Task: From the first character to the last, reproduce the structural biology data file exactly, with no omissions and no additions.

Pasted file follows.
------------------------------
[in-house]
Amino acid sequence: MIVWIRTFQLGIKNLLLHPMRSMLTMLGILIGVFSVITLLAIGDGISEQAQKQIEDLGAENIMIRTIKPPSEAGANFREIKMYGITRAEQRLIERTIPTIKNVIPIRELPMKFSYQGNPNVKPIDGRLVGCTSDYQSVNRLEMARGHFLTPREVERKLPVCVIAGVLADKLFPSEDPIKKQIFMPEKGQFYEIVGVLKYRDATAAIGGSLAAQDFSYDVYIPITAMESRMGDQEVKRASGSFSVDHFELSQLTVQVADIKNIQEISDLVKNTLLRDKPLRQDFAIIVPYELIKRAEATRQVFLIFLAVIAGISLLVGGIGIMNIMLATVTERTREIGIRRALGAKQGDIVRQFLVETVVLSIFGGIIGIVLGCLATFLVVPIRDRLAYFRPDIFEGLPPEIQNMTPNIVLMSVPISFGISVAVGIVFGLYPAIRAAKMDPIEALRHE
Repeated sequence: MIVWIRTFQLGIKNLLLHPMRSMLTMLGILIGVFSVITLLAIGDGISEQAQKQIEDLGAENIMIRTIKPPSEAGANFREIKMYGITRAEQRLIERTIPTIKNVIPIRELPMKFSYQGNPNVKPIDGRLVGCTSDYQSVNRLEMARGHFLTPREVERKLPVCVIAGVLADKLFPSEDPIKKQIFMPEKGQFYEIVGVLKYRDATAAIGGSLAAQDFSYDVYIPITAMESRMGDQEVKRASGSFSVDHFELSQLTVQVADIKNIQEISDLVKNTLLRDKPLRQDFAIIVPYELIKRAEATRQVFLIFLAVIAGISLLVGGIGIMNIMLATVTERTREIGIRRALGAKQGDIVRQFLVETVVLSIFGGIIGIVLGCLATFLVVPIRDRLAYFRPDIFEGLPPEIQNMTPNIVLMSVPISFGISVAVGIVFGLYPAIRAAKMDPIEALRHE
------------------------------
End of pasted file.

[in-house]
Amino acid sequence: MIVWIRTFQLGIKNLLLHPMRSMLTMLGILIGVFSVITLLAIGDGISEQAQKQIEDLGAENIMIRTIKPPSEAGANFREIKMYGITRAEQRLIERTIPTIKNVIPIRELPMKFSYQGNPNVKPIDGRLVGCTSDYQSVNRLEMARGHFLTPREVERKLPVCVIAGVLADKLFPSEDPIKKQIFMPEKGQFYEIVGVLKYRDATAAIGGSLAAQDFSYDVYIPITAMESRMGDQEVKRASGSFSVDHFELSQLTVQVADIKNIQEISDLVKNTLLRDKPLRQDFAIIVPYELIKRAEATRQVFLIFLAVIAGISLLVGGIGIMNIMLATVTERTREIGIRRALGAKQGDIVRQFLVETVVLSIFGGIIGIVLGCLATFLVVPIRDRLAYFRPDIFEGLPPEIQNMTPNIVLMSVPISFGISVAVGIVFGLYPAIRAAKMDPIEALRHE
Repeated sequence: MIVWIRTFQLGIKNLLLHPMRSMLTMLGILIGVFSVITLLAIGDGISEQAQKQIEDLGAENIMIRTIKPPSEAGANFREIKMYGITRAEQRLIERTIPTIKNVIPIRELPMKFSYQGNPNVKPIDGRLVGCTSDYQSVNRLEMARGHFLTPREVERKLPVCVIAGVLADKLFPSEDPIKKQIFMPEKGQFYEIVGVLKYRDATAAIGGSLAAQDFSYDVYIPITAMESRMGDQEVKRASGSFSVDHFELSQLTVQVADIKNIQEISDLVKNTLLRDKPLRQDFAIIVPYELIKRAEATRQVFLIFLAVIAGISLLVGGIGIMNIMLATVTERTREIGIRRALGAKQGDIVRQFLVETVVLSIFGGIIGIVLGCLATFLVVPIRDRLAYFRPDIFEGLPPEIQNMTPNIVLMSVPISFGISVAVGIVFGLYPAIRAAKMDPIEALRHE